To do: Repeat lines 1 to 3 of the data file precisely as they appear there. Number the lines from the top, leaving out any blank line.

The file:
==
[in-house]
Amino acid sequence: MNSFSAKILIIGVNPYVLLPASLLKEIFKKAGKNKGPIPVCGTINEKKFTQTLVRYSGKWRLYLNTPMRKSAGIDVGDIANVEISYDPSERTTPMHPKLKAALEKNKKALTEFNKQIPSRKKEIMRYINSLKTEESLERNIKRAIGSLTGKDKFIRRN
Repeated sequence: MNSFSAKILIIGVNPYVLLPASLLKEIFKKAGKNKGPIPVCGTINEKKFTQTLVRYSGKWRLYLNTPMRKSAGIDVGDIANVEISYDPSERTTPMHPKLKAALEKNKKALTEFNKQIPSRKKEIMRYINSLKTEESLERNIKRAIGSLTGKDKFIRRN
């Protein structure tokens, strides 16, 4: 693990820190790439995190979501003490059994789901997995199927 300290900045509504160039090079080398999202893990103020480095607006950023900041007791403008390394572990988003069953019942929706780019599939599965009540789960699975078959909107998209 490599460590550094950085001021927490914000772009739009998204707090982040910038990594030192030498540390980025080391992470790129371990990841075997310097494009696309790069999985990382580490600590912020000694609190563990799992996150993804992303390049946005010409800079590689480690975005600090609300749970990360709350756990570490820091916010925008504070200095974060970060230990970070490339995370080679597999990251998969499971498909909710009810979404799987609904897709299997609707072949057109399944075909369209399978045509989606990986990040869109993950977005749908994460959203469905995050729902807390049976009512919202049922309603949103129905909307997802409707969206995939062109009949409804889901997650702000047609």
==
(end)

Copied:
[in-house]
Amino acid sequence: MNSFSAKILIIGVNPYVLLPASLLKEIFKKAGKNKGPIPVCGTINEKKFTQTLVRYSGKWRLYLNTPMRKSAGIDVGDIANVEISYDPSERTTPMHPKLKAALEKNKKALTEFNKQIPSRKKEIMRYINSLKTEESLERNIKRAIGSLTGKDKFIRRN
Repeated sequence: MNSFSAKILIIGVNPYVLLPASLLKEIFKKAGKNKGPIPVCGTINEKKFTQTLVRYSGKWRLYLNTPMRKSAGIDVGDIANVEISYDPSERTTPMHPKLKAALEKNKKALTEFNKQIPSRKKEIMRYINSLKTEESLERNIKRAIGSLTGKDKFIRRN